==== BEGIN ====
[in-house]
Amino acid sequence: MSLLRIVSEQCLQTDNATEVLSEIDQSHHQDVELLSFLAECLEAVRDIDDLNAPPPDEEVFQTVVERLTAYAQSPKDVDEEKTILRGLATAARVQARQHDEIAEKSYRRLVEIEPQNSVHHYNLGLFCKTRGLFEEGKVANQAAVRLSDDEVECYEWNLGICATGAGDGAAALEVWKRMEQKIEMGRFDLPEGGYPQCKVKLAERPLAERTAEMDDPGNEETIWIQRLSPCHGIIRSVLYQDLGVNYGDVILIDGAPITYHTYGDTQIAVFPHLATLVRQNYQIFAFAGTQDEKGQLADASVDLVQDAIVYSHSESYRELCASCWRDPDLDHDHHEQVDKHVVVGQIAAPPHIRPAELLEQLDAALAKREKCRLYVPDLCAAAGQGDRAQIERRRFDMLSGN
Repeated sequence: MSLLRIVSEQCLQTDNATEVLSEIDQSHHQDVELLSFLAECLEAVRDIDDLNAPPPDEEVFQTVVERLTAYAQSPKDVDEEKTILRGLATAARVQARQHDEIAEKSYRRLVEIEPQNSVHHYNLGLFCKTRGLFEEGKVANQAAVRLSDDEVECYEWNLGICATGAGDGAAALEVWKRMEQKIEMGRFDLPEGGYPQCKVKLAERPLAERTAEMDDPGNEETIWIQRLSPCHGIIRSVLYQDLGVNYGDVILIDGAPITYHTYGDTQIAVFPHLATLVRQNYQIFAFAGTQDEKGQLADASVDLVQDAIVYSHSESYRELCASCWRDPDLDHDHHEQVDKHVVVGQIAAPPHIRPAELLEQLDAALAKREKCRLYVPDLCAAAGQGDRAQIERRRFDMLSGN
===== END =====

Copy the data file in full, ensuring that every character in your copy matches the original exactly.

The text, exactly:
[in-house]
Amino acid sequence: MSLLRIVSEQCLQTDNATEVLSEIDQSHHQDVELLSFLAECLEAVRDIDDLNAPPPDEEVFQTVVERLTAYAQSPKDVDEEKTILRGLATAARVQARQHDEIAEKSYRRLVEIEPQNSVHHYNLGLFCKTRGLFEEGKVANQAAVRLSDDEVECYEWNLGICATGAGDGAAALEVWKRMEQKIEMGRFDLPEGGYPQCKVKLAERPLAERTAEMDDPGNEETIWIQRLSPCHGIIRSVLYQDLGVNYGDVILIDGAPITYHTYGDTQIAVFPHLATLVRQNYQIFAFAGTQDEKGQLADASVDLVQDAIVYSHSESYRELCASCWRDPDLDHDHHEQVDKHVVVGQIAAPPHIRPAELLEQLDAALAKREKCRLYVPDLCAAAGQGDRAQIERRRFDMLSGN
Repeated sequence: MSLLRIVSEQCLQTDNATEVLSEIDQSHHQDVELLSFLAECLEAVRDIDDLNAPPPDEEVFQTVVERLTAYAQSPKDVDEEKTILRGLATAARVQARQHDEIAEKSYRRLVEIEPQNSVHHYNLGLFCKTRGLFEEGKVANQAAVRLSDDEVECYEWNLGICATGAGDGAAALEVWKRMEQKIEMGRFDLPEGGYPQCKVKLAERPLAERTAEMDDPGNEETIWIQRLSPCHGIIRSVLYQDLGVNYGDVILIDGAPITYHTYGDTQIAVFPHLATLVRQNYQIFAFAGTQDEKGQLADASVDLVQDAIVYSHSESYRELCASCWRDPDLDHDHHEQVDKHVVVGQIAAPPHIRPAELLEQLDAALAKREKCRLYVPDLCAAAGQGDRAQIERRRFDMLSGN